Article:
Next: Choice of Pseudopotentials
Up: Calculations on Bulk GaN
Previous: Calculations on Bulk GaN
Contents
The Unit Cell
The primitive GaN unit cell contains 4 atoms, in the case of the wurtzite structure
(space group
),
and 2 atoms, in the case of the zinc blende structure (space group
).
There are several equivalent
ways to define the unit cells. For the purposes of these initial calculations we
will define the structures as follows:
The shape of the wurtzite cell is a vertically oriented prism, with the base defined
by the primitive lattice vectors,
, and
, which are of equal length and are separated by
an angle of 60;
and
both lie in the horizontal plane.
The height of the cell is defined by the vector,
, which is oriented
vertically at 90 to both
and
. In the ``ideal'' wurtzite structure
is related to by
; this is not necessarily the case in the real
structure, as we will discuss in a moment.
To specify the positions of atoms within the cell we usually use fractional coordinates
for convenience. If a point in space,
, has Cartesian coordinates, , then its
fractional coordinates, , are defined such that

(2.1) 
Note that we write fractional coordinates in square brackets to distinguish them from
Cartesian coordinates.
The Ga atoms are positioned such that one is at the origin, , and the other
is at
.
The N atoms are positioned directly
above the Ga atoms. In the ``ideal'' wurtzite structure, these are
at
and
, so that the
length of each GaN bond is the same if
; a
graphical representation of the ideal wurtzite
cell is shown in Figure 2.1.
Figure 2.1:
Primitive unit cell of wurtzite GaN. Ga atoms are represented
by large grey spheres, and N atoms by smaller green spheres.

Figure 2.2:
8atom cubic cell of zinc blende GaN. Ga atoms are represented
by large grey spheres, and N atoms by smaller green spheres.

However, in terms of cell symmetry, the vertical GaN bonds are not related to the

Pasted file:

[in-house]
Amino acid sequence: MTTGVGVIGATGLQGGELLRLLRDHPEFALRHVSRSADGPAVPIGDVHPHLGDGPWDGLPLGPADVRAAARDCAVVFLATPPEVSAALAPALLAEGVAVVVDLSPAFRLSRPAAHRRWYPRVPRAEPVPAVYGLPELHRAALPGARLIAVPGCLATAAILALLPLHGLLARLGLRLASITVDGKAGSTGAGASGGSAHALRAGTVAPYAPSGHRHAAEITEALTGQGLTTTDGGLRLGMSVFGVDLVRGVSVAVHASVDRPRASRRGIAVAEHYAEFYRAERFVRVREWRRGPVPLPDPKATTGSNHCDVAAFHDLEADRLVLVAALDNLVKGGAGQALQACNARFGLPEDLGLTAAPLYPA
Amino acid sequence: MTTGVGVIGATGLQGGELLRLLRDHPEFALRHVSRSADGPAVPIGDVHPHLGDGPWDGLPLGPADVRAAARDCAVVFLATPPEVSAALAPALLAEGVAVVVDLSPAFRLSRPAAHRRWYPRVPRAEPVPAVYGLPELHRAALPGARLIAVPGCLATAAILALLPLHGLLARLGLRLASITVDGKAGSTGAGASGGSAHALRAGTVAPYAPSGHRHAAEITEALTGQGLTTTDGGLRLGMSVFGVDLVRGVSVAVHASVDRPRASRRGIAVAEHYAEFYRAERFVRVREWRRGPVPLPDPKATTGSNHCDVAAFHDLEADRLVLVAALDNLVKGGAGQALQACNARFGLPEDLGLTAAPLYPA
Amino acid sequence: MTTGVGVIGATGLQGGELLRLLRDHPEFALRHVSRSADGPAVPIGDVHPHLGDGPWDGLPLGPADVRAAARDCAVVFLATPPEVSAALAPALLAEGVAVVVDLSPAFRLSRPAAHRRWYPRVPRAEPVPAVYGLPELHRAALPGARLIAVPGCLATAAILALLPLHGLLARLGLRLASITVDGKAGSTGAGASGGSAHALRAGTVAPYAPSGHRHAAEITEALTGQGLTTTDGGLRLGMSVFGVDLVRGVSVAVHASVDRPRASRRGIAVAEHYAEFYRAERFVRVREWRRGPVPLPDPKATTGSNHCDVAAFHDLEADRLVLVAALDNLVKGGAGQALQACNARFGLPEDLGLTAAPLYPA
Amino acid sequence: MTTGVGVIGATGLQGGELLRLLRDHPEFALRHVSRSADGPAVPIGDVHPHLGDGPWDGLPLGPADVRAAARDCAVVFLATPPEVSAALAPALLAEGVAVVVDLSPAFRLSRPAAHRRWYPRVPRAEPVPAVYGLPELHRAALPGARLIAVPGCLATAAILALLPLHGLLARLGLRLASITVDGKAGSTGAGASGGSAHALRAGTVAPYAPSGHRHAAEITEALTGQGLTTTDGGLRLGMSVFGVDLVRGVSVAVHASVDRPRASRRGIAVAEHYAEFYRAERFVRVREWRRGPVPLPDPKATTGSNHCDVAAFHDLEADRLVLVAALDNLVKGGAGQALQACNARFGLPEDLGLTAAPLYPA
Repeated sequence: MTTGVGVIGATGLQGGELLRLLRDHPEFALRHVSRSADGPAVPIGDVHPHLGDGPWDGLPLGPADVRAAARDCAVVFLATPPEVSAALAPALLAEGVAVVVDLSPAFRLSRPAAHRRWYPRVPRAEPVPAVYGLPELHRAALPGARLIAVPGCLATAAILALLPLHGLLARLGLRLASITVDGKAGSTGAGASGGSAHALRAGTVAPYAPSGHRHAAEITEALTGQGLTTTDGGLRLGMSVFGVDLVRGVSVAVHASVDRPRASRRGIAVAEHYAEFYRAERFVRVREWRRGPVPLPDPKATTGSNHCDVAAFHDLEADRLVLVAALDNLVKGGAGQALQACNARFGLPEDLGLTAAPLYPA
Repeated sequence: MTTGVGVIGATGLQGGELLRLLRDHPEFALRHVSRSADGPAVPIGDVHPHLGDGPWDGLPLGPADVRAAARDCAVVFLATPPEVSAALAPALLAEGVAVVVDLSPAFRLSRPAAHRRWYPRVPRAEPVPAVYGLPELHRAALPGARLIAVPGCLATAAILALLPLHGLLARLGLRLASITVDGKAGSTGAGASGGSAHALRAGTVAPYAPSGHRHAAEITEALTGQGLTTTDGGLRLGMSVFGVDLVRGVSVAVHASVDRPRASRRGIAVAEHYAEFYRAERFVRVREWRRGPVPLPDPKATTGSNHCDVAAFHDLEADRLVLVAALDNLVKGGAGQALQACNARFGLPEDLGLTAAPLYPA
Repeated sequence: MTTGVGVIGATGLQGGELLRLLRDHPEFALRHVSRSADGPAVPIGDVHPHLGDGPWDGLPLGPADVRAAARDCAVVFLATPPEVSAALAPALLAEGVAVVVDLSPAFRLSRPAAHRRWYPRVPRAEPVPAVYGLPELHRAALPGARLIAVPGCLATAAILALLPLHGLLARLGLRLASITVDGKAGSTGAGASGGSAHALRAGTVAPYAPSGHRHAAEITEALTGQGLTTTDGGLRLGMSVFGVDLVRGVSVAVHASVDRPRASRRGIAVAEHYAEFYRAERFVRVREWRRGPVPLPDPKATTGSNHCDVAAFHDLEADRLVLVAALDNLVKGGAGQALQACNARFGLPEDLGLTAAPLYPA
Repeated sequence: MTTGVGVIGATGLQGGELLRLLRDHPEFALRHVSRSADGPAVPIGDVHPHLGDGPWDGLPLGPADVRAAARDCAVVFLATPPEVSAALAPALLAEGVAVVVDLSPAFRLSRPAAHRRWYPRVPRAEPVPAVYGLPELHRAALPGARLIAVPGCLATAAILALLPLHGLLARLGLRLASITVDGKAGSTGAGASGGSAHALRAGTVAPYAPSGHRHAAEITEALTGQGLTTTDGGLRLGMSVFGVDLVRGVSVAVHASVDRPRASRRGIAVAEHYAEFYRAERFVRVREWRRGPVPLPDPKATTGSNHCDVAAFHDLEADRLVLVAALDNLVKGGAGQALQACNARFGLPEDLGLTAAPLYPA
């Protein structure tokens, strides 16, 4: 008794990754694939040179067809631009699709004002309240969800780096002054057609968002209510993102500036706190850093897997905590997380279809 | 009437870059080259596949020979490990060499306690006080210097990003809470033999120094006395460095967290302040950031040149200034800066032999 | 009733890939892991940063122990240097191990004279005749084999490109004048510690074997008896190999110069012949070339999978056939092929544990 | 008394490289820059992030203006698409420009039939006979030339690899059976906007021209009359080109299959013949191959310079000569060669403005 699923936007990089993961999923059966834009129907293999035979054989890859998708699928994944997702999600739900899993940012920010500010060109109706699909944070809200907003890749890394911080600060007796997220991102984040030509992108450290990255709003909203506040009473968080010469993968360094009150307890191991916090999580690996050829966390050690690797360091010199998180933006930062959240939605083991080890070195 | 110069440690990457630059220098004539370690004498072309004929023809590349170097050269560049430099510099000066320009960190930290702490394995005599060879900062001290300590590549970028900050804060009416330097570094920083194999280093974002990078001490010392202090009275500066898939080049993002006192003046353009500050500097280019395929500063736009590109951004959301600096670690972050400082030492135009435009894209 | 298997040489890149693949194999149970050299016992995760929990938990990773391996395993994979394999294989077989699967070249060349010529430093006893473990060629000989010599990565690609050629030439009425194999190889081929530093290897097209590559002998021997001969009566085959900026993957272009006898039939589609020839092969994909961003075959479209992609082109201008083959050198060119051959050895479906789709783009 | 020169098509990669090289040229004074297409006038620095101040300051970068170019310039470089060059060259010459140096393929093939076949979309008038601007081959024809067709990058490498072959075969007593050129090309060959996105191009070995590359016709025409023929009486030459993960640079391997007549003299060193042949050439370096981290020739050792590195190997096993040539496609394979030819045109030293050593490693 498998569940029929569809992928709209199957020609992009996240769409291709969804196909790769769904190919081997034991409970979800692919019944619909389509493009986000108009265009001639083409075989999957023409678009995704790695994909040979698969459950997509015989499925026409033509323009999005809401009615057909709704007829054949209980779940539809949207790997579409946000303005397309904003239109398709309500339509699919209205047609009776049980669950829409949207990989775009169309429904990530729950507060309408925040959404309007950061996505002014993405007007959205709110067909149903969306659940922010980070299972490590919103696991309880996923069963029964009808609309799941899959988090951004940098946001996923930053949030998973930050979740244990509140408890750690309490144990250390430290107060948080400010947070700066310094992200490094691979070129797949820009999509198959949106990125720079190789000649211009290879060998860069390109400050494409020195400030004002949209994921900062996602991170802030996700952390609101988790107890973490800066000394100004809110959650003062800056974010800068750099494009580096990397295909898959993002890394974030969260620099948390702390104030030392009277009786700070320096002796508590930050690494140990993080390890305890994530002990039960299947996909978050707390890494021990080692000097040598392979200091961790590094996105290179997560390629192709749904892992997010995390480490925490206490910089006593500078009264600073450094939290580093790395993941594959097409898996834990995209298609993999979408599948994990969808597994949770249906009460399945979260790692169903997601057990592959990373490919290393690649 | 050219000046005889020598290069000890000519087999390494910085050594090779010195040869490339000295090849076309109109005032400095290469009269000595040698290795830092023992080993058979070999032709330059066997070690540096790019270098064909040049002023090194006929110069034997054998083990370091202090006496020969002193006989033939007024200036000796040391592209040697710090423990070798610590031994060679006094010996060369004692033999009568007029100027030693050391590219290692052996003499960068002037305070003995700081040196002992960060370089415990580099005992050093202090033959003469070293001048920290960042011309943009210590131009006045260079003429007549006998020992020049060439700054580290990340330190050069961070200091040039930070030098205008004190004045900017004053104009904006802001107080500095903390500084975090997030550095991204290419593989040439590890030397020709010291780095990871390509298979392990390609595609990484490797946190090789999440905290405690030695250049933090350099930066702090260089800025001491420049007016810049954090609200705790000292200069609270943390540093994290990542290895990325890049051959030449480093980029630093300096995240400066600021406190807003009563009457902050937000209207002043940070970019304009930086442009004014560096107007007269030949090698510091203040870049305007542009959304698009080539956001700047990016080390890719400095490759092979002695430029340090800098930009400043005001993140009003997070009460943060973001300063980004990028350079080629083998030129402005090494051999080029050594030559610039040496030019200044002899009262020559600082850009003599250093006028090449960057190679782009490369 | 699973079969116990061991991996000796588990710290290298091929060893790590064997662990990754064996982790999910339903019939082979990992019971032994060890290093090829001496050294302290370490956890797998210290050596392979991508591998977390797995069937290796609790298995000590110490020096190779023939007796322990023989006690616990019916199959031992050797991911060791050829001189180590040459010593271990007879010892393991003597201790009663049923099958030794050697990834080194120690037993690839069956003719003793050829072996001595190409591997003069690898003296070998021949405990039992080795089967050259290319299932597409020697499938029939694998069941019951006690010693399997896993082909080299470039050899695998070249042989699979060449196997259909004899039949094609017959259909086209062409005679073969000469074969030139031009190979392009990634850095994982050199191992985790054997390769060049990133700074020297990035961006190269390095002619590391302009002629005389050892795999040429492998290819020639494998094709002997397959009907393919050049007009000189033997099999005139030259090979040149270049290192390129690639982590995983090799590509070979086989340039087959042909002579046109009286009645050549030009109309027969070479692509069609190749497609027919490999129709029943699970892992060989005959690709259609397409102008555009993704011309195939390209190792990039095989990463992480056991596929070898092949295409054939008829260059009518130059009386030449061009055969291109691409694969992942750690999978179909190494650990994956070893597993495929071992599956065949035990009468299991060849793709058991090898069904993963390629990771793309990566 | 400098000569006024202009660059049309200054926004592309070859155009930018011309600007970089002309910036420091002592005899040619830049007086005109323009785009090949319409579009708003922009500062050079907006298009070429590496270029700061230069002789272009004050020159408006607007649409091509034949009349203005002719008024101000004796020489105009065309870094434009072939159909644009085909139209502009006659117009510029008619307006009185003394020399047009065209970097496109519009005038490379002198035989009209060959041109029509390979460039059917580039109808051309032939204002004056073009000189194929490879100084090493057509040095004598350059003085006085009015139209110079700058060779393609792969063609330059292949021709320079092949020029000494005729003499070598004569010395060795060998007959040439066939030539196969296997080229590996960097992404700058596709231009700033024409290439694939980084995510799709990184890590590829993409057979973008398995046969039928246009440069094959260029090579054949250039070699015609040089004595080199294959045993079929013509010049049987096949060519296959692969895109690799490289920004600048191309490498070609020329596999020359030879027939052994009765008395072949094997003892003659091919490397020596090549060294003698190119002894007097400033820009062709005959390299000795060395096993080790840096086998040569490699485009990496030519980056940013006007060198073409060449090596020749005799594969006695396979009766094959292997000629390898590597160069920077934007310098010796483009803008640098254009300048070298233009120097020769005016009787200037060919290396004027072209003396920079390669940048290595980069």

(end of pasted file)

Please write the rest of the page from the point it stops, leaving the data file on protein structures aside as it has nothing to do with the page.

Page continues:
diagonally oriented GaN bonds. Because of this, there is no a priory
reason to expect these two sets of bonds to be the same length. There are therefore
two extra degrees of freedom compared to the ideal structure  the length of the
lattice vector,
, relative to
and
, and the vertical position
of the Natoms, relative to the Gaatoms.
The deviation of the atomic coordinates from the ideal structure can be described
in terms of a parameter, ,
such that the positions of the Natoms are given by
and
.
The shape of the primitive 2atom zinc blende cell is an equalsided parallelepiped that
can be most easily visualised with reference to a larger, 8atom cubic cell,
as shown graphically in Figure 2.2.
This cubic
cell has Gaatoms at the origin and in the centre of each of the three faces that touch
the origin. For each Gaatom, there is a Natom at a displacement of
away from it. The lattice vectors defining
the primitive cell are the three vectors going from the origin to the centre of the
three faces where the Gaatoms are. These vectors are of equal length and are separated
from each other by angles of . The three Gaatoms on the faces of the cube
are not in the primitive cell
as they are simply the periodic repetitions of the atom at the origin. The primitive
cell thus contains a Gaatom at and a Natom at
.
Next: Choice of Pseudopotentials
Up: Calculations on Bulk GaN
Previous: Calculations on Bulk GaN
Contents
Stewart Clark
20120809